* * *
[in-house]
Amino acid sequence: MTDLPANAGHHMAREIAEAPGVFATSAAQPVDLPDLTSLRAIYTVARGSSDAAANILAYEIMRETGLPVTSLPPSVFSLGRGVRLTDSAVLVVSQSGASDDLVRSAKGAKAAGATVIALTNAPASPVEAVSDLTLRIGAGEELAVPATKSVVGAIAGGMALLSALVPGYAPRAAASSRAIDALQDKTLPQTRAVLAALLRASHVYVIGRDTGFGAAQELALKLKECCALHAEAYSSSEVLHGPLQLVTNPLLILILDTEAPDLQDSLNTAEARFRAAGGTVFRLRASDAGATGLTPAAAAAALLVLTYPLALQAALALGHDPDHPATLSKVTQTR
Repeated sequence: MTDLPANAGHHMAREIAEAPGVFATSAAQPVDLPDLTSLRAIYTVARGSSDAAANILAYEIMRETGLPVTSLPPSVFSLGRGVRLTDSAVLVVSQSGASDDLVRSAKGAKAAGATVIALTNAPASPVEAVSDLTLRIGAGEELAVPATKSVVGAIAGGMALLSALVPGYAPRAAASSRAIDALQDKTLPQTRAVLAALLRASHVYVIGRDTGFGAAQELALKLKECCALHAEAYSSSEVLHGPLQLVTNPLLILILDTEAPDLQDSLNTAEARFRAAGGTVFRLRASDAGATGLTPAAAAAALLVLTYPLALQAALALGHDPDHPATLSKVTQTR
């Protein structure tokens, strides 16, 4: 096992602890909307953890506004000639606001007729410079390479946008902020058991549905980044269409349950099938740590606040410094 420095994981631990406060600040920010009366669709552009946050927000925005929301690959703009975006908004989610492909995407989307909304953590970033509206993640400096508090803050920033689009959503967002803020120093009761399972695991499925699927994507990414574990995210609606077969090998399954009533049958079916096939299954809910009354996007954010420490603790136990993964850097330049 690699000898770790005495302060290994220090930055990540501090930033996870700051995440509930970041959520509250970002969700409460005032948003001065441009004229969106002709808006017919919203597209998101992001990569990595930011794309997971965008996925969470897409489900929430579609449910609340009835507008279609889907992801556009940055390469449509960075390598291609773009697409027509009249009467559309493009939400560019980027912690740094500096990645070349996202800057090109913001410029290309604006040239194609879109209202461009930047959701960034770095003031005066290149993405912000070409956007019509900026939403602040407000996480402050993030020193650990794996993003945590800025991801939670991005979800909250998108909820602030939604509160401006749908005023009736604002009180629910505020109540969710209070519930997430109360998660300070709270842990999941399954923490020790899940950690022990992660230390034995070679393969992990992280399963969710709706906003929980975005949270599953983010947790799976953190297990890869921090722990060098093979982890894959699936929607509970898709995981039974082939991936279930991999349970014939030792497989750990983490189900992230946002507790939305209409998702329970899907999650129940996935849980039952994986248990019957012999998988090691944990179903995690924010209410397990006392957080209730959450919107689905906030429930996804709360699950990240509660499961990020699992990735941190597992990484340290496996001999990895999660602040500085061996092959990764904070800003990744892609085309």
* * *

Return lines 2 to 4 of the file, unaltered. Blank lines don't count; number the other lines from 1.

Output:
Amino acid sequence: MTDLPANAGHHMAREIAEAPGVFATSAAQPVDLPDLTSLRAIYTVARGSSDAAANILAYEIMRETGLPVTSLPPSVFSLGRGVRLTDSAVLVVSQSGASDDLVRSAKGAKAAGATVIALTNAPASPVEAVSDLTLRIGAGEELAVPATKSVVGAIAGGMALLSALVPGYAPRAAASSRAIDALQDKTLPQTRAVLAALLRASHVYVIGRDTGFGAAQELALKLKECCALHAEAYSSSEVLHGPLQLVTNPLLILILDTEAPDLQDSLNTAEARFRAAGGTVFRLRASDAGATGLTPAAAAAALLVLTYPLALQAALALGHDPDHPATLSKVTQTR
Repeated sequence: MTDLPANAGHHMAREIAEAPGVFATSAAQPVDLPDLTSLRAIYTVARGSSDAAANILAYEIMRETGLPVTSLPPSVFSLGRGVRLTDSAVLVVSQSGASDDLVRSAKGAKAAGATVIALTNAPASPVEAVSDLTLRIGAGEELAVPATKSVVGAIAGGMALLSALVPGYAPRAAASSRAIDALQDKTLPQTRAVLAALLRASHVYVIGRDTGFGAAQELALKLKECCALHAEAYSSSEVLHGPLQLVTNPLLILILDTEAPDLQDSLNTAEARFRAAGGTVFRLRASDAGATGLTPAAAAAALLVLTYPLALQAALALGHDPDHPATLSKVTQTR
């Protein structure tokens, strides 16, 4: 096992602890909307953890506004000639606001007729410079390479946008902020058991549905980044269409349950099938740590606040410094 420095994981631990406060600040920010009366669709552009946050927000925005929301690959703009975006908004989610492909995407989307909304953590970033509206993640400096508090803050920033689009959503967002803020120093009761399972695991499925699927994507990414574990995210609606077969090998399954009533049958079916096939299954809910009354996007954010420490603790136990993964850097330049 690699000898770790005495302060290994220090930055990540501090930033996870700051995440509930970041959520509250970002969700409460005032948003001065441009004229969106002709808006017919919203597209998101992001990569990595930011794309997971965008996925969470897409489900929430579609449910609340009835507008279609889907992801556009940055390469449509960075390598291609773009697409027509009249009467559309493009939400560019980027912690740094500096990645070349996202800057090109913001410029290309604006040239194609879109209202461009930047959701960034770095003031005066290149993405912000070409956007019509900026939403602040407000996480402050993030020193650990794996993003945590800025991801939670991005979800909250998108909820602030939604509160401006749908005023009736604002009180629910505020109540969710209070519930997430109360998660300070709270842990999941399954923490020790899940950690022990992660230390034995070679393969992990992280399963969710709706906003929980975005949270599953983010947790799976953190297990890869921090722990060098093979982890894959699936929607509970898709995981039974082939991936279930991999349970014939030792497989750990983490189900992230946002507790939305209409998702329970899907999650129940996935849980039952994986248990019957012999998988090691944990179903995690924010209410397990006392957080209730959450919107689905906030429930996804709360699950990240509660499961990020699992990735941190597992990484340290496996001999990895999660602040500085061996092959990764904070800003990744892609085309």